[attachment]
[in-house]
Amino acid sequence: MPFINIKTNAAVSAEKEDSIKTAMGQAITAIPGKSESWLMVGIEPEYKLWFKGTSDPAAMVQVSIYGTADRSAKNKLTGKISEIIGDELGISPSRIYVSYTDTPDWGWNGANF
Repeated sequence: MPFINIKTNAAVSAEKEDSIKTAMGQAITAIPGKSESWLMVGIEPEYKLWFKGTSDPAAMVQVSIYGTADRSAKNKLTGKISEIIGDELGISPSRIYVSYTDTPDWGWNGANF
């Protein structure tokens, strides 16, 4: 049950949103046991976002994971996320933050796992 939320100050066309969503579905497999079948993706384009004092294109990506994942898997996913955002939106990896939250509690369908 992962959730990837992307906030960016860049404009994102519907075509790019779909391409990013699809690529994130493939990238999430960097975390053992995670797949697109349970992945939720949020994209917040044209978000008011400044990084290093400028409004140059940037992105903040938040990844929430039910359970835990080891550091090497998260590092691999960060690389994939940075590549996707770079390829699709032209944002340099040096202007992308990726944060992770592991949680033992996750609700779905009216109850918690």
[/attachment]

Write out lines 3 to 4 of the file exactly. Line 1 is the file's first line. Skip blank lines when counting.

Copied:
Repeated sequence: MPFINIKTNAAVSAEKEDSIKTAMGQAITAIPGKSESWLMVGIEPEYKLWFKGTSDPAAMVQVSIYGTADRSAKNKLTGKISEIIGDELGISPSRIYVSYTDTPDWGWNGANF
């Protein structure tokens, strides 16, 4: 049950949103046991976002994971996320933050796992 939320100050066309969503579905497999079948993706384009004092294109990506994942898997996913955002939106990896939250509690369908 992962959730990837992307906030960016860049404009994102519907075509790019779909391409990013699809690529994130493939990238999430960097975390053992995670797949697109349970992945939720949020994209917040044209978000008011400044990084290093400028409004140059940037992105903040938040990844929430039910359970835990080891550091090497998260590092691999960060690389994939940075590549996707770079390829699709032209944002340099040096202007992308990726944060992770592991949680033992996750609700779905009216109850918690």